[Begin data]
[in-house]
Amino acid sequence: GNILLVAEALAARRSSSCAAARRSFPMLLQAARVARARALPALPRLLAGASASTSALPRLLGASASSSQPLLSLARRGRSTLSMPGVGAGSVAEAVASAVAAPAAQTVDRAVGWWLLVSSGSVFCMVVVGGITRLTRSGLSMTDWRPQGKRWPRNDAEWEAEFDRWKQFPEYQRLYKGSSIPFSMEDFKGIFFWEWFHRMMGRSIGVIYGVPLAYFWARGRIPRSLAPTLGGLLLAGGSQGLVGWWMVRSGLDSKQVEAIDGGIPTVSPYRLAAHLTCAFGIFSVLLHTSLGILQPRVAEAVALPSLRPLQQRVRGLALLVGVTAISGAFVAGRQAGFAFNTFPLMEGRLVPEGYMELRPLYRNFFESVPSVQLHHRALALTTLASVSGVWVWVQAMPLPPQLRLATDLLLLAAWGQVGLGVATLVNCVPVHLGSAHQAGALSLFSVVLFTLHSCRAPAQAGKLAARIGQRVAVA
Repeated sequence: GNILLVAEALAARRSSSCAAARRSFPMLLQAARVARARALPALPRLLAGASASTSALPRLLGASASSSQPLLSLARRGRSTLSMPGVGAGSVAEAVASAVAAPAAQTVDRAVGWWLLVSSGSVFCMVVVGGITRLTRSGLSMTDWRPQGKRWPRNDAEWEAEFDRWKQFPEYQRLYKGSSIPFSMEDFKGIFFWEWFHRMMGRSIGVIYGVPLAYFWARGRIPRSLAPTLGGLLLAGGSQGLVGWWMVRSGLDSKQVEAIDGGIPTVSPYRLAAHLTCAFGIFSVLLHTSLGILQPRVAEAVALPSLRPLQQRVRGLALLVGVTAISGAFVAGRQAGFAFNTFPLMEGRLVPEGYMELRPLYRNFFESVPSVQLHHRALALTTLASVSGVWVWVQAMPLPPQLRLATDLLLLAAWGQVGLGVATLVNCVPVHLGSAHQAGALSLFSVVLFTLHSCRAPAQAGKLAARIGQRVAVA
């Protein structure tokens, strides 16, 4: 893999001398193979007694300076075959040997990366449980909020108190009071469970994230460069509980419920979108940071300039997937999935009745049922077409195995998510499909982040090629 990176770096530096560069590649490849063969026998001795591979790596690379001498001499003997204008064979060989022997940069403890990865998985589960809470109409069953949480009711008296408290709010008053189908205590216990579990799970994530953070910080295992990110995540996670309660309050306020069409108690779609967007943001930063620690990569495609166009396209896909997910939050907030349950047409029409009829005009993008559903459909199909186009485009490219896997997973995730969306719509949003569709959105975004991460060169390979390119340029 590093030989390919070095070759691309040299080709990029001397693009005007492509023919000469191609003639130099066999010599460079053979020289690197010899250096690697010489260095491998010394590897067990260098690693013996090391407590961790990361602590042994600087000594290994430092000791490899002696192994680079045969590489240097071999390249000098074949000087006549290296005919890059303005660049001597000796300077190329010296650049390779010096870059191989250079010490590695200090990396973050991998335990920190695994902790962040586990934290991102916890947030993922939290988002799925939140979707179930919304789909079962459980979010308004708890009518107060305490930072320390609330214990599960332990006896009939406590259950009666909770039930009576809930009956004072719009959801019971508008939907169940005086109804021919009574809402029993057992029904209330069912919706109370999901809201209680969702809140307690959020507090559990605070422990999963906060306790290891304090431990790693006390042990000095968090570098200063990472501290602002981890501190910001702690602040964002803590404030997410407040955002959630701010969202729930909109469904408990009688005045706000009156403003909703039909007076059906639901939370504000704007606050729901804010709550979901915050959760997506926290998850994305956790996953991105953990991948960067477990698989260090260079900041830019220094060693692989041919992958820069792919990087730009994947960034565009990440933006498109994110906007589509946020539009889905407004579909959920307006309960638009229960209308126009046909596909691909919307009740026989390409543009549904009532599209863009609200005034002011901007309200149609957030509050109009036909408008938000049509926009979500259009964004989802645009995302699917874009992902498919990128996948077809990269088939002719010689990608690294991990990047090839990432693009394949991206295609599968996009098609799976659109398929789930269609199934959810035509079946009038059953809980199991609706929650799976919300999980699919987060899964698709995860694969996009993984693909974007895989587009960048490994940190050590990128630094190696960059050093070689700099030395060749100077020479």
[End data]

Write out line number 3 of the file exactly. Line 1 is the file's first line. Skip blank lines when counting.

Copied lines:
Repeated sequence: GNILLVAEALAARRSSSCAAARRSFPMLLQAARVARARALPALPRLLAGASASTSALPRLLGASASSSQPLLSLARRGRSTLSMPGVGAGSVAEAVASAVAAPAAQTVDRAVGWWLLVSSGSVFCMVVVGGITRLTRSGLSMTDWRPQGKRWPRNDAEWEAEFDRWKQFPEYQRLYKGSSIPFSMEDFKGIFFWEWFHRMMGRSIGVIYGVPLAYFWARGRIPRSLAPTLGGLLLAGGSQGLVGWWMVRSGLDSKQVEAIDGGIPTVSPYRLAAHLTCAFGIFSVLLHTSLGILQPRVAEAVALPSLRPLQQRVRGLALLVGVTAISGAFVAGRQAGFAFNTFPLMEGRLVPEGYMELRPLYRNFFESVPSVQLHHRALALTTLASVSGVWVWVQAMPLPPQLRLATDLLLLAAWGQVGLGVATLVNCVPVHLGSAHQAGALSLFSVVLFTLHSCRAPAQAGKLAARIGQRVAVA